It won’t be long now until Orla O’Dwyer is counting down the days to her return home.
No flight has yet been booked, but the plan is to be wheeling her luggage through the arrivals lounge of Dublin Airport either at the end of this month or the beginning of June.
And with six months having passed since she said her latest goodbye to dad Brian, mam Mary, and her three siblings, there’s an understandable longing to land back in her native Rosegreen.
Those six months on Australia’s east coast saw O’Dwyer become the second Irish person to win an AFLW Championship, her standing within the successful Brisbane Lions set-up highlighted by her runner-up finish in the champions’ end of season vote for the player of the year award.
But before we reflect on her “surreal and special” season with the Lions, let’s look first to the summer ahead.
O’Dwyer’s knowledge of the start and finish dates for the All-Ireland ladies football championship speaks to her eagerness to rejoin the Tipperary fold. And with the Camogie Association reversing their initial decision to opt against a split season, O’Dwyer will reprise her dual status over the coming months.
Beyond the summer, the 22-year-old has a couple of decisions to make.
AFL commitments these past two years has seen her twice defer her third year of PE and Irish at University of Limerick. She’s conscious not to keep putting education on the long finger. At the same time, however, she struggles to see herself stepping away from the AFLW for the next two years while finishing her studies here at home.
Efforts are ongoing to find a happy medium, whether that be studying online or transferring to a college in Australia.
“AFLW is only in its fifth season and it has already grown drastically. Just seeing how much I can improve - like last year compared to this year - is huge and to step away from that completely, I don't think I'd be able to do it,” she says of postponing her AFLW career until 2023. One would imagine Brisbane are similarly keen not to lose her services.
In her second season in the sport, the two-time All-Ireland intermediate football winner developed into an influential figure on the wing as the Lions finished second in the League ladder before overcoming Collingwood and Adelaide in the finals series to take the Championship.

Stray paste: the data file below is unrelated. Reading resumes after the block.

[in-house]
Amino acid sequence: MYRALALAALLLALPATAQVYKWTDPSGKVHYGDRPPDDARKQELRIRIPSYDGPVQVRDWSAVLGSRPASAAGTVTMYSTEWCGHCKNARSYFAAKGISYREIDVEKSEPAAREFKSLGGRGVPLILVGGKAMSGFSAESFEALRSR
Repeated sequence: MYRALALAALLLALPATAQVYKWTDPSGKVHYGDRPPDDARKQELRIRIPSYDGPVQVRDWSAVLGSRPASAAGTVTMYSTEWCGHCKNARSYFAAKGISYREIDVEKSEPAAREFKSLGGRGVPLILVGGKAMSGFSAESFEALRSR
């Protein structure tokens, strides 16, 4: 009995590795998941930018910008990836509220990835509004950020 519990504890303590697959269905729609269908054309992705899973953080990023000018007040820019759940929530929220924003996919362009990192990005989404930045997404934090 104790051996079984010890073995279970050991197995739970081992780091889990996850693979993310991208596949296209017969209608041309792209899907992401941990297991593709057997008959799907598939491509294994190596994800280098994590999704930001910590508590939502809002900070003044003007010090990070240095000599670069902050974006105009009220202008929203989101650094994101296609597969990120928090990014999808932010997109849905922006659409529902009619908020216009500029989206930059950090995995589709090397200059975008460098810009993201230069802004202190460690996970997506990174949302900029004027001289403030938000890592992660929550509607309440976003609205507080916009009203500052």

Last month’s Grand Final win over Adelaide was the culmination of O’Dwyer’s transformation from nervous onlooker to a player confident in their own ability.
“Last year, I was lucky enough to play all the games. But I felt, and when I talked to the head coach he said the same thing, I was on the fringe, watching and observing the game a bit more than actually fully getting involved. This year, I was getting more involved around the footy, tackling more.”
Her appetite for improvement ahead of season number two saw her cut short her involvement with Tipperary’s football and camogie sides last winter, the latter preparing for an All-Ireland quarter-final when O’Dwyer flew out to Brisbane in early November so as to be present for the Lions' entire pre-season and to not again be playing catch-up.
This willingness to upskill goes back to her early teenage years when O’Dwyer regularly found herself lining out on the B and C teams in various Tipp development squads, unable to garner a place on the A side.
“Definitely a slow, slow-starter,” she quips, in reference to her mother’s comments to TG4 on the eve of the Grand Final.
“Underage, I never was the gifted athlete or had that natural kind of talent. I don't think it was until I reached minor and adult level where I really improved.
Placing second in Brisbane’s Best and Fairest Award was the latest example of O’Dwyer’s workrate enabling her master a game she knew very little about all of 18 months ago. Even presently, she has fallen in with AFLW club side University of Queensland to continue her education in this her adopted sport.
“To be second in Best and Fairest was such an achievement for myself. I think it shows the consistency in my game. That was what I was worried about last year, always thinking, ‘did I play good enough’, ‘am I going to start next week’, ‘am I going to get dropped’, ‘I didn't do this, they are going to drop me’. There was so much self-doubt last year.
“This year, I backed myself. It shows how much you can jump in one season to the next, and I am excited to see, hopefully, where it does go next year and how much better I can get.”